Tue. Oct 27th, 2020

Review: Panic! At the Disco – Too Weird to Live, Too Rare to Die!


I’m going to start this review by flat-out admitting that I don’t think Panic! At The Disco will ever be able to top Pretty. Odd. again. A poppy experiment with Kinks-esque sounds, Pretty. Odd. was immediately followed by the band’s original members splintering off in their own directions – Ryan Ross and Jon Walker started The Young Veins, which released one album before going on an immediate hiatus, while Brendon Urie (the only member of this band you likely recognize, because he wears the top hat in the “I Write Sins Not Tragedies” video) and Spencer Smith got the Panic! name and a somewhat dubious legacy as a not-great emo band. That version of Panic! At The Disco promptly made one of the worst albums I’ve ever heard, Vices and Virtues, which has two somewhat decent songs lodged amidst a whole bunch of reductive, clichéd filler.

I also wasn’t very excited about Too Weird To Live, Too Rare To Die!’s lead single, “Miss Jackson”, featuring Lolo. Panic! At The Disco’s biggest downfall has always been that, at any given time, they sound exactly like Fall Out Boy. Pretty. Odd. succeeds largely because it’s the only album in the Panic! discography that doesn’t sound like it was ripped off wholesale from Pete Wentz’s notebook doodles. And even after two years, it’s somewhat disheartening that large sections ofToo Weird To Live, Too Rare To Die! have similar roots and inspirations to Fall Out Boy’s Save Rock and Roll, just with more electronic instruments. “Miss Jackson” is the worst offender by far, but it isn’t by any means a bad song. It’s catchy, has a nice building chorus, and Urie’s vocals are very strong, even though he’s doing his best Patrick Stump impression. It’s just so unoriginal as to be rendered toothless.

A lot of Too Weird to Live, Too Rare To Die! comes off as fairly unoriginal – it wears its inspirations on its sleeve, and while it’s certainly not terrible or unpleasant to listen to, it’s not particularly innovative or ear-catching, either. A lot of this album reminds me of Frankie Goes To Hollywood’s Welcome to the Pleasuredome, especially album cuts “Girl That You Love” and “Casual Affair”, which both take use of throbbing synthesized hooks to illuminate the innate seediness of their lyrics and the guttural growls of Brendon Urie. The electronic sounds of a Vegas-esque eighties bang around the entire album’s soundscape, from the hair-metal riffs inside of bouncy “Nicotine” to the cotton candy synth intro to “Girls/Girls/Boys”. Unfortunately, there isn’t a lot of really great lyrical content here to match the musical craft – the most interesting song in that regard is also “Girls/Girls/Boys”, which speaks of the highly glamorous and hirsute behaviors of bisexual women. (I am being serious here.) Most of the album is not interested in interesting you in fancy twists of tongue, but with creating an auditory experience.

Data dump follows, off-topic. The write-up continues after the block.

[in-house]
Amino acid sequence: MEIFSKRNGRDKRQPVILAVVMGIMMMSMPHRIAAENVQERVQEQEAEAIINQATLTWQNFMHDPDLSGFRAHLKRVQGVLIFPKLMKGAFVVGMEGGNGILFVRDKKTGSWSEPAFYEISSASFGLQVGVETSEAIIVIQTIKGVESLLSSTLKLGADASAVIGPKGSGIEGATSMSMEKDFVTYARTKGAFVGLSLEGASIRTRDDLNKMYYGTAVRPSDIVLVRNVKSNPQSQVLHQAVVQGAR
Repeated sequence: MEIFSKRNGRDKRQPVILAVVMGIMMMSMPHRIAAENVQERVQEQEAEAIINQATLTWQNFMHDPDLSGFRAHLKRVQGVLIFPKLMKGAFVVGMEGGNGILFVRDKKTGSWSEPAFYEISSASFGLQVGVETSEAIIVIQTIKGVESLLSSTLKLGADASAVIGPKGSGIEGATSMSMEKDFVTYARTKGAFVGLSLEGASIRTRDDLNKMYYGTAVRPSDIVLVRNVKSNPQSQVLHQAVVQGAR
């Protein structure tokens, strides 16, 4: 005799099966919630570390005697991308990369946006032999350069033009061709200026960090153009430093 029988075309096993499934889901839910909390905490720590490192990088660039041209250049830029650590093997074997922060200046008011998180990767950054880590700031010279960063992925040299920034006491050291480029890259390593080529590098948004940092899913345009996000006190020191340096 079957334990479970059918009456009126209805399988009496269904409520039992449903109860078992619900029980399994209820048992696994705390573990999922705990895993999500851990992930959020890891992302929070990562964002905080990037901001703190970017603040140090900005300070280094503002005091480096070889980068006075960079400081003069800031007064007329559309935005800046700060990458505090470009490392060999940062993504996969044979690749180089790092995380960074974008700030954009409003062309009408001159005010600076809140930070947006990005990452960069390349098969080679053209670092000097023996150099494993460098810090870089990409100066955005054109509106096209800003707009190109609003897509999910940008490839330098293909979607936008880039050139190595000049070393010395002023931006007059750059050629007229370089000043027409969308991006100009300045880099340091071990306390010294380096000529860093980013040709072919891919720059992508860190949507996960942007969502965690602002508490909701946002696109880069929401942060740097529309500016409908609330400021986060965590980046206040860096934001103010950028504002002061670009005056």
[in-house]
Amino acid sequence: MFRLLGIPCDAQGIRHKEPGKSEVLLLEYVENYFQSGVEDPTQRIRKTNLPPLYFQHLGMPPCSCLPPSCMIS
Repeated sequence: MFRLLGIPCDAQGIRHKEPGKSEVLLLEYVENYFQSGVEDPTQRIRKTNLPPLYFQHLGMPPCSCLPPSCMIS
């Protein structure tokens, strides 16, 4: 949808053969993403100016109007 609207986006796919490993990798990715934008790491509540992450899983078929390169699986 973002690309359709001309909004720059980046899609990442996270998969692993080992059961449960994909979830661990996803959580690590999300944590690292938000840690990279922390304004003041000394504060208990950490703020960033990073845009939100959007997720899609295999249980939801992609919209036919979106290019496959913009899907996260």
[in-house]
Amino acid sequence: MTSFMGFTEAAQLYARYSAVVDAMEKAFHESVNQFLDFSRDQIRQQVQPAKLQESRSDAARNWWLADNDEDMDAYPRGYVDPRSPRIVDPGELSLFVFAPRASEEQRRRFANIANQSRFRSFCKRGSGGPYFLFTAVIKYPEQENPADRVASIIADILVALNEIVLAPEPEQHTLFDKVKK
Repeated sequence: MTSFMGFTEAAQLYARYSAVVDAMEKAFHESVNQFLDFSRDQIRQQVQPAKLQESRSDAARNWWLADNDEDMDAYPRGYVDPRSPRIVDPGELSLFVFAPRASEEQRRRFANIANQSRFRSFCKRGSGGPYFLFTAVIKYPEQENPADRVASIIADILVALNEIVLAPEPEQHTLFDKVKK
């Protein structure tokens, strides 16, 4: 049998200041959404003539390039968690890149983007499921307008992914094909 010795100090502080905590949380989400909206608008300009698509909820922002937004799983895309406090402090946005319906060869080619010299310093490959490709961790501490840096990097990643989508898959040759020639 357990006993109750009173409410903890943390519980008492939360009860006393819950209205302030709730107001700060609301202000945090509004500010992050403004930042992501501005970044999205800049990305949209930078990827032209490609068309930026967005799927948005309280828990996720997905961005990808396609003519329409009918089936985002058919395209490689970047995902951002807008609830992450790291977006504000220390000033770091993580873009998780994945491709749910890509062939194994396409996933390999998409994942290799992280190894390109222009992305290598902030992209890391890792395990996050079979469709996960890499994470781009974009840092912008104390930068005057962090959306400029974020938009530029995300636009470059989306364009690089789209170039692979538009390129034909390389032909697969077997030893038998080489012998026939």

The album only partially succeeds in creating that soundscape. A lot of the songs blend together, and are indistinguishable melodically from each other save a few flourishes (the aforementioned intro to “Girls/Girls/Boys”; the showgirl chant that’s interspersed throughout “Vegas Lights”). On one hand, it creates a nice tapestry, evoking the glittery best and disgusting worst of their Vegas-esque city; on the other hand, I was wracking my brain trying to remember what half of the songs were called after more than a dozen listens of the album. Aside from two tracks, “Miss Jackson” and “This is Gospel”, nothing distinguishes itself for better or worse, and the whole experience comes off as middling at best.

There is one track that does stand out above the rest – the opener, “This Is Gospel”, which, while a clumsy mixture of the kind of funky pastoral riffs in Pretty. Odd. and the sweeping melodrama that made them famous on their first album, A Fever You Can’t Sweat Out, is at least trying to find its own voice. Voice is the main theme of the song (a theme not picked up anywhere else in the album), with Urie begging those who take his music as words to live by: “if you love me, let me go!” Perhaps fittingly, the song doesn’t really blend with anything else on the album – a warning that the band from Vices and Virtues is, from this moment forward, gone.

Why the album as a whole couldn’t have been driven by the eclectic mix of chorale, autotune, and grime of “This Is Gospel”, and instead reads as dirty eighties dance music by way of Fall Out Boy, I really couldn’t tell you. There’s still potential for Panic! to break out again and release something as masterful as Pretty. Odd.; this album, unfortunately, is not up to those standards. – Haley Anne

[author ]Haley was basically born and raised as a music lover, a writer, and someone with generally eclectic tastes. A classically trained opera singer, she recently got her Bachelors in Communications, Culture, and Public Affairs from Long Beach, after writing a very long screed on hypermasculinity in emo music. She was totally a member of the Black Parade in high school, and her favorite band is still Fall Out Boy. She is likely the worst possible person to organize all the music writing for the front page, but she’s gonna do her best, damn it. [/author]

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